James Yee’s life took a “very different turn” for him when he went from being an Army captain and Muslim chaplain at the Guantanamo Bay detention facility to finding himself imprisoned for 76 days on allegations of being a terrorist spy. Charges, which were later dropped.
Yee remains outspoken nearly a decade later on his experience and says it’s crucial for Americans to make sure that they not only uphold the importance of civil liberties and equality but make sure the government upholds them, too.
He will speak to a variety of groups in Cedar Rapids and Iowa City throughout the weekend leading up to Armistice Day on Monday, Nov. 11. Monday, where he’ll be speaking at the University of Iowa’s Pomerantz Center at 7 p.m.
“Many of us, I was one of them, have an amount of trust that the government is doing the right thing,” the 45-year-old said. “But my experiences in Guantanamo and the ordeal I experienced opened my eyes to the level of corruption that can take place even within our own United States government.”
Yee, a third-generation Asian-American who converted to Islam after attending West Point military academy, served at Guantanamo Bay, Cuba to attend to the religious needs of Muslim prisoners and educate military personnel on the Islamic culture. There, he said, he witnessed prisoners being abused and the atmosphere at the facility was often “hostile towards Muslims and Islam, and even effected the Muslims serving on the Joint Task Force.”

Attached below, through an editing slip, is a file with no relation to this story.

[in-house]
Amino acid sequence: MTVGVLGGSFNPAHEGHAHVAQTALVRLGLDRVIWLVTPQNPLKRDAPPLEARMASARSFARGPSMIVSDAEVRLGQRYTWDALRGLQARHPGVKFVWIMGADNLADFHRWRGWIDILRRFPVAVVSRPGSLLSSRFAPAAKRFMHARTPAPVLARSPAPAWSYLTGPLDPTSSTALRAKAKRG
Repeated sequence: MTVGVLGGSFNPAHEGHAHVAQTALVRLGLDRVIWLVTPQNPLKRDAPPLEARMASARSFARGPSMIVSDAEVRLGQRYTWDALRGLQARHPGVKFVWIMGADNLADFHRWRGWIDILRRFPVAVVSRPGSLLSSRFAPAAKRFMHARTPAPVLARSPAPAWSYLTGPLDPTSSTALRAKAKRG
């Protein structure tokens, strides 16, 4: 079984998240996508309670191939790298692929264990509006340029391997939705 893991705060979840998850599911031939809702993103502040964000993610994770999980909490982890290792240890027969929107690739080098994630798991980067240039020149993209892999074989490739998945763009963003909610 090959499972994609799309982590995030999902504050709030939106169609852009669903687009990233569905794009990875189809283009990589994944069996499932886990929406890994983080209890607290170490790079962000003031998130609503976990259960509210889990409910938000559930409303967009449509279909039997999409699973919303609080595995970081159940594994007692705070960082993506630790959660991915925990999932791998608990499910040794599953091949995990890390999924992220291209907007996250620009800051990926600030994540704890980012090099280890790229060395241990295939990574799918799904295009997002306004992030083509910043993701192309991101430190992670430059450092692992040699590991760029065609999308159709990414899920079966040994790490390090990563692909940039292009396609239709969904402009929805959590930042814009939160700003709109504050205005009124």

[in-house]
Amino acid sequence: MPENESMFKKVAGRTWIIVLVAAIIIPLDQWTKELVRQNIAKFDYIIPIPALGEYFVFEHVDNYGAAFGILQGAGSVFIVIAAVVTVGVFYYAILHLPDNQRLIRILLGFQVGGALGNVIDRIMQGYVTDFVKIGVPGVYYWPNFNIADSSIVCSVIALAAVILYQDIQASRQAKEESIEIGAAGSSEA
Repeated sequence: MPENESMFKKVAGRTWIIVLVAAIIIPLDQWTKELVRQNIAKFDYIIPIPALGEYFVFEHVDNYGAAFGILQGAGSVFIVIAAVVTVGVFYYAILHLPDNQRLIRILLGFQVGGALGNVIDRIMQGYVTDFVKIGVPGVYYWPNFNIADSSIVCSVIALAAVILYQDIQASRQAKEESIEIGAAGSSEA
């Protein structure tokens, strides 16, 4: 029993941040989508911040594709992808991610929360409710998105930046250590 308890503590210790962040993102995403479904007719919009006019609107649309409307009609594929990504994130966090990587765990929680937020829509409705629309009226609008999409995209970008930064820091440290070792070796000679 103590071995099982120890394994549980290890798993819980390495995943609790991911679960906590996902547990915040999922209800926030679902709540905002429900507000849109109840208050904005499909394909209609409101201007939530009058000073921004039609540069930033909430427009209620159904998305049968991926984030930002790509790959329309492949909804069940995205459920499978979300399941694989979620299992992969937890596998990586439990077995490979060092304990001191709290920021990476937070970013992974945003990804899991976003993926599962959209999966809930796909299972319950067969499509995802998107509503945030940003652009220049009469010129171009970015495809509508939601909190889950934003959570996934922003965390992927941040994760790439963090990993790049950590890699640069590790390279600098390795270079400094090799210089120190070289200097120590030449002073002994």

He said he thinks this malevolence towards Islam is why he was targeted and briefly imprisoned in 2003 and why it’s now important for citizens of all backgrounds to respect and try to better understand each other.
“We’re really in this together,” Yee said. “Our country was founded on ideals of equality and diversity and respect for everyone and that also includes taking a look at how the Constitution was developed and the rights that protect everyone in this country, including religious freedom.”
Adrien Wing, UI law professor and director of the Center for Human Rights, said misunderstandings of Islamic religion and Islamophobia remain a wide-spread problem throughout all aspects of society. She said educating children and adults about people of diverse backgrounds is important.
“There’s no quick fix,” said Wing, whose center is one of the many groups co-sponsoring Yee’s visit. “There’s not one article, one movie, one meeting that’s going to correct that misconception.”
Yee has also remained a strong advocate to close Guantanamo Bay, which remains open even following President Barack Obama’s campaigning to close it when he first ran for office in 2008.
John Jadryev, president of the Veterans for Peace Iowa City chapter and one of the sponsors for Yee’s visit, said the man, himself, is an example of his message.
“By coming to Iowa City he offers this community a chance to want to integrate better with the Islamic community,” he said. “He’s a walking, talking, living example of diversity.”